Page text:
Holidays Calendar for March 10, 2019

Maslenitsa in an Eastern Orthodox movable feast celebrated during the last week before Great Lent. It basically corresponds to the Western Christian Carnival, although there are some differences.


International Bagpipe Day is celebrated every March 10 in honor of the an iconic musical instrument that is primarily associated with Scotland. It was created to raise awareness of the diversity of bagpipes among the general public and unite musicians, instrument makers, and scholars from around the world.

March 10 is a great day to bring a little fun to your life by donning a wig because it is International Wig Day. However, this holiday isn’t just about having fun; one of its goals is to raise awareness of hair loss caused by chemotherapy and various diseases.

International Day of Planetariums, formerly known as International Day of Planetaria, is celebrated annually on the second Sunday of March. It was inaugurated by the Italian Association of Planetaria (IAP), and is sponsored by the International Planetarium Society.


National Theater Day is an official cultural and professional observance in Azerbaijan celebrated on March 10. It was established by President Ilham Aliyev in 2013 and has been observed each year ever since.

The second Sunday in March the employees of geodetic and cartographic services of Russia celebrate their professional holiday, Day of Geodesy and Cartography Workers. This holiday was established by Presidential Decree on November 11, 2000.


On March 10, residents of Iraqi Kurdistan and Kurds living in other regions celebrate Kurdish Clothes Day, an annual observance dedicated to the traditional Kurdish clothing as a part of Kurdish cultural heritage.

Thousands of Jews died during the Holocaust, organized by Nazi Germany during World War II. Their common graves can be found in many countries around Europe, including Bulgaria. Since 2013 Bulgarians annually observe Holocaust Remembrance Day on March 10.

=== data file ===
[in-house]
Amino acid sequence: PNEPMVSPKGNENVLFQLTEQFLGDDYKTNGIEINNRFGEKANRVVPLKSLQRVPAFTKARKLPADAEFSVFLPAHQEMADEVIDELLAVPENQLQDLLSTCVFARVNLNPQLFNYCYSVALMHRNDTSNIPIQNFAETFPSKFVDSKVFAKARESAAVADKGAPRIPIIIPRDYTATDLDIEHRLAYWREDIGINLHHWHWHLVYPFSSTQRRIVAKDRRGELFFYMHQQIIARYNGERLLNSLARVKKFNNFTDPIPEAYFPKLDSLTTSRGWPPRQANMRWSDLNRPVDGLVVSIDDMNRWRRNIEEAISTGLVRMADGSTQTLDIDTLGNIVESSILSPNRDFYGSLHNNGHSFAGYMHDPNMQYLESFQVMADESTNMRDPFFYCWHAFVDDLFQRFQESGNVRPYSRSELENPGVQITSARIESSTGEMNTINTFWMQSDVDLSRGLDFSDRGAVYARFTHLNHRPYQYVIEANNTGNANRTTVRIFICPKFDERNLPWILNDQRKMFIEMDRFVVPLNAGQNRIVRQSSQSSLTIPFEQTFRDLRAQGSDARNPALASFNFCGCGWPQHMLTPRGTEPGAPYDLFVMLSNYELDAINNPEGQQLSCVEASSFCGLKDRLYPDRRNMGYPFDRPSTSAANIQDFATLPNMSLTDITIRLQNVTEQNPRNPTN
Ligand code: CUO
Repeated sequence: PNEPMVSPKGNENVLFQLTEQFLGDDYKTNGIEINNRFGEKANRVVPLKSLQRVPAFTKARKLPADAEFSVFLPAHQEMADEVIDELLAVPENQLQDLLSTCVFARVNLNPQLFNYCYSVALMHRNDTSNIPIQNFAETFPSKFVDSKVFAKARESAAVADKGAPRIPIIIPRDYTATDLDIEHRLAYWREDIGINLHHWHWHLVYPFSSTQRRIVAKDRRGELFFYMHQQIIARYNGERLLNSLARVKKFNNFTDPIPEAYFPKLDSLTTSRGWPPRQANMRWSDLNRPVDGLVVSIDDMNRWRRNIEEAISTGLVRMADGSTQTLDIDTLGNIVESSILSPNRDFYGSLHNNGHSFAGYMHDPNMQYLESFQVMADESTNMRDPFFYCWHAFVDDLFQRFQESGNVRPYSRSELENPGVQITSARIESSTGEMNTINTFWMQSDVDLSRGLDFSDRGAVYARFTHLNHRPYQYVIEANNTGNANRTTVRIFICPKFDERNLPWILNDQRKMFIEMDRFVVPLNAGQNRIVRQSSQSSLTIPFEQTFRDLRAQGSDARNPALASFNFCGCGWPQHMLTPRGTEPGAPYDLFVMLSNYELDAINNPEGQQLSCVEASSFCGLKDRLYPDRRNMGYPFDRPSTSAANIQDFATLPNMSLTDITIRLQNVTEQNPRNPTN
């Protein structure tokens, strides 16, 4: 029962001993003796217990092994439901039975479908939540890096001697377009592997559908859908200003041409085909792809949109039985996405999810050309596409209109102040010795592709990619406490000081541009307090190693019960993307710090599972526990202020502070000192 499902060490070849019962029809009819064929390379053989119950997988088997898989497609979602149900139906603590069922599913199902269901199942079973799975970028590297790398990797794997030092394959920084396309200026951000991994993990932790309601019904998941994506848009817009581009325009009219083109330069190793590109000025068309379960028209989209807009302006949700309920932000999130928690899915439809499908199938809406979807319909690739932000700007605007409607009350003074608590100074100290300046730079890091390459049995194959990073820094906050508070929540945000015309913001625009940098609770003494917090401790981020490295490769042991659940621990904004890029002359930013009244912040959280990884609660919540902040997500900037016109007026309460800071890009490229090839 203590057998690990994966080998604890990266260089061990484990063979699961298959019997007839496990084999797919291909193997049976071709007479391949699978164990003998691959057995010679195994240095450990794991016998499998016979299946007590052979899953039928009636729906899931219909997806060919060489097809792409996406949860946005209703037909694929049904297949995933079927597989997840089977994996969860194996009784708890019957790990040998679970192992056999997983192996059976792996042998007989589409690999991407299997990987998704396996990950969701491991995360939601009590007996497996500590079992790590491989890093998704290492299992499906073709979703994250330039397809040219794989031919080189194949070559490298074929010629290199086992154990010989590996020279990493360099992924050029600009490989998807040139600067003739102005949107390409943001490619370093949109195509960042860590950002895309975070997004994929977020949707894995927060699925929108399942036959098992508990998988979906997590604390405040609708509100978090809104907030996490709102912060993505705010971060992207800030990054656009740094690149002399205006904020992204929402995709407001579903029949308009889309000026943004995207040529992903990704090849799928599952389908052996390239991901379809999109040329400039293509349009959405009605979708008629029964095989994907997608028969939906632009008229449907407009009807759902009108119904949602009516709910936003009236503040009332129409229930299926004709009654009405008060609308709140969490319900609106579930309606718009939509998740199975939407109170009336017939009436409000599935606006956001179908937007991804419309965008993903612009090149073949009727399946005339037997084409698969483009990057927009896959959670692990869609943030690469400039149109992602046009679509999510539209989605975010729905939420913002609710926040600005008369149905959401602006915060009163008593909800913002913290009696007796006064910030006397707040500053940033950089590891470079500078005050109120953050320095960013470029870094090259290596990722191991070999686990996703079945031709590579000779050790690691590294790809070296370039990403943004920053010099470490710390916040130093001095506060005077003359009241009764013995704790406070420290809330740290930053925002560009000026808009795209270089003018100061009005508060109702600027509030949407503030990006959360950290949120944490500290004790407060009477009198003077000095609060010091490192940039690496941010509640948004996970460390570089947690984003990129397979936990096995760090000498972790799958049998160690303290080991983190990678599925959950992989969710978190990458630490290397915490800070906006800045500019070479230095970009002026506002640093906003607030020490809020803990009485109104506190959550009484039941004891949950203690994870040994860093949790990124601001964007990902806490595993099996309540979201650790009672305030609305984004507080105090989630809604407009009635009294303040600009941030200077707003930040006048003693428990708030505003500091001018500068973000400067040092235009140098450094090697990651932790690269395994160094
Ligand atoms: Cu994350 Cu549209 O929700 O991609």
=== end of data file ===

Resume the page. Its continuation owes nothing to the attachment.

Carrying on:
Tibetan Uprising Day is held annually on March 10. It is observed mainly by individuals and organizations who support the independence of Tibet.

Harriet Tubman Day is an annual holiday celebrated in the United States on March 10. It was created to honor Harriet Tubman, a famous anti-slavery activist, humanitarian and an armed scout and spy for the US Army during the American Civil War.

Székely Freedom Day (Ziua Libertății Secuilor) is celebrated by ethnic Hungarians living in the so-called Székely Land in Romania. It was created by the Szekler National Council in 2012 and is observed on March 10.

Ukrainian State Anthem Day is observed annually on March 10. Although it is not a public holiday, it is widely celebrated across the country to highlight the importance of the national anthem as one of the state symbols of Ukraine.

There are hundreds of kinds of bread, but we're sure you will love blueberry popover. This truly American bread is great for breakfast. Celebrate National Blueberry Popover Day on March 10.

International Day of Awesomeness is an informal holiday celebrated annually on March 10. It coincides with the birthday of Chuck Norris, and that is actually not a coincidence at all.

On March 10, video game fans across the globe celebrate Mario Day. This unofficial holiday is dedicated to one of the most famous video game characters that has appeared in over 200 video games since his creation.

March 10 is a great day to put ranch dressing on anything you can think of because it is National Ranch Dressing Day, commonly referred to as simply National Ranch Day. It celebrates one of the most beloved salad dressings in the United States.

The International Day of Women Judges is an annual United Nations observance that falls on March 10. It was inaugurated in 2021 to promote gender equality and contribute to the advancement of women in judicial justice systems across the world.

March 10 is annual National Women and Girls HIV/AIDS Awareness Day in the USA. This day is created to empower people with information regarding the disease and its influence on women and girls.

This Day in History

  • 2023 Silicon Valley Bank (SVB) failed after a bank run, marking the third-largest bank failure in United States history and the largest since the 2007–2008 financial crisis.
  • 2018 Died: Hubert de Givenchy, French fashion designer who founded the house of Givenchy in 1952. He was famous for having designed much of Audrey Hepburn's wardrobe.
  • 2017 South Korean President Park Geun-hye was impeached and convicted on related corruption charges. She was sentenced to 25 years in prison in 2018 and pardoned by President Moon Jae-in in 2021.